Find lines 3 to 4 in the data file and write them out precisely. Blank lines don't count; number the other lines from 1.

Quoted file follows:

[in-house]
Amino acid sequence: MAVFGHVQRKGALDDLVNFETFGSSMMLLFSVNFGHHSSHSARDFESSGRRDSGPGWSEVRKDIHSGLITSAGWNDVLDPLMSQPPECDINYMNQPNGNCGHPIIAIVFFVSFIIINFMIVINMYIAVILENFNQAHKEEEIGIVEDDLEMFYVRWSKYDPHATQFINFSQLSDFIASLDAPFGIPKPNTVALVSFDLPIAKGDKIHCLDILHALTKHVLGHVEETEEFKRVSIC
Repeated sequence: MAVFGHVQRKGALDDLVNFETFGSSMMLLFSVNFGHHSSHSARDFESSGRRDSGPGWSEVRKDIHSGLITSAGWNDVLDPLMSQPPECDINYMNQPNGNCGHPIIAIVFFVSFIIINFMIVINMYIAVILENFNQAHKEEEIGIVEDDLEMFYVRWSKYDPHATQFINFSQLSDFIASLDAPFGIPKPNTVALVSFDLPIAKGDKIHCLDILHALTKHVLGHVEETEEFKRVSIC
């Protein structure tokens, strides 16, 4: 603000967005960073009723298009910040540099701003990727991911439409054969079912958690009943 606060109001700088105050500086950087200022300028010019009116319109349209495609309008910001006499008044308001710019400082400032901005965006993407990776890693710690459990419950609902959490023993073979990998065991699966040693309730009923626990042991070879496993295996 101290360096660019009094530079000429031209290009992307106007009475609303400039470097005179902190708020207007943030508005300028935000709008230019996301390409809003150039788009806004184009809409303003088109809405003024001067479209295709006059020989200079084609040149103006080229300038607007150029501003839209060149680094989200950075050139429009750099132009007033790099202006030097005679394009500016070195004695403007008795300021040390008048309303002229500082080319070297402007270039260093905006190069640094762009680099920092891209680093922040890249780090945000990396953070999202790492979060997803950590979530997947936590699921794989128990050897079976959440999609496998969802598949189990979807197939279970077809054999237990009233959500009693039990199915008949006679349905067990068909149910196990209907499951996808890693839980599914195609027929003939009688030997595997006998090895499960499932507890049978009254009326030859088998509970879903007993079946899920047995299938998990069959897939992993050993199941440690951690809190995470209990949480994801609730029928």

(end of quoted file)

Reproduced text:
Repeated sequence: MAVFGHVQRKGALDDLVNFETFGSSMMLLFSVNFGHHSSHSARDFESSGRRDSGPGWSEVRKDIHSGLITSAGWNDVLDPLMSQPPECDINYMNQPNGNCGHPIIAIVFFVSFIIINFMIVINMYIAVILENFNQAHKEEEIGIVEDDLEMFYVRWSKYDPHATQFINFSQLSDFIASLDAPFGIPKPNTVALVSFDLPIAKGDKIHCLDILHALTKHVLGHVEETEEFKRVSIC
């Protein structure tokens, strides 16, 4: 603000967005960073009723298009910040540099701003990727991911439409054969079912958690009943 606060109001700088105050500086950087200022300028010019009116319109349209495609309008910001006499008044308001710019400082400032901005965006993407990776890693710690459990419950609902959490023993073979990998065991699966040693309730009923626990042991070879496993295996 101290360096660019009094530079000429031209290009992307106007009475609303400039470097005179902190708020207007943030508005300028935000709008230019996301390409809003150039788009806004184009809409303003088109809405003024001067479209295709006059020989200079084609040149103006080229300038607007150029501003839209060149680094989200950075050139429009750099132009007033790099202006030097005679394009500016070195004695403007008795300021040390008048309303002229500082080319070297402007270039260093905006190069640094762009680099920092891209680093922040890249780090945000990396953070999202790492979060997803950590979530997947936590699921794989128990050897079976959440999609496998969802598949189990979807197939279970077809054999237990009233959500009693039990199915008949006679349905067990068909149910196990209907499951996808890693839980599914195609027929003939009688030997595997006998090895499960499932507890049978009254009326030859088998509970879903007993079946899920047995299938998990069959897939992993050993199941440690951690809190995470209990949480994801609730029928």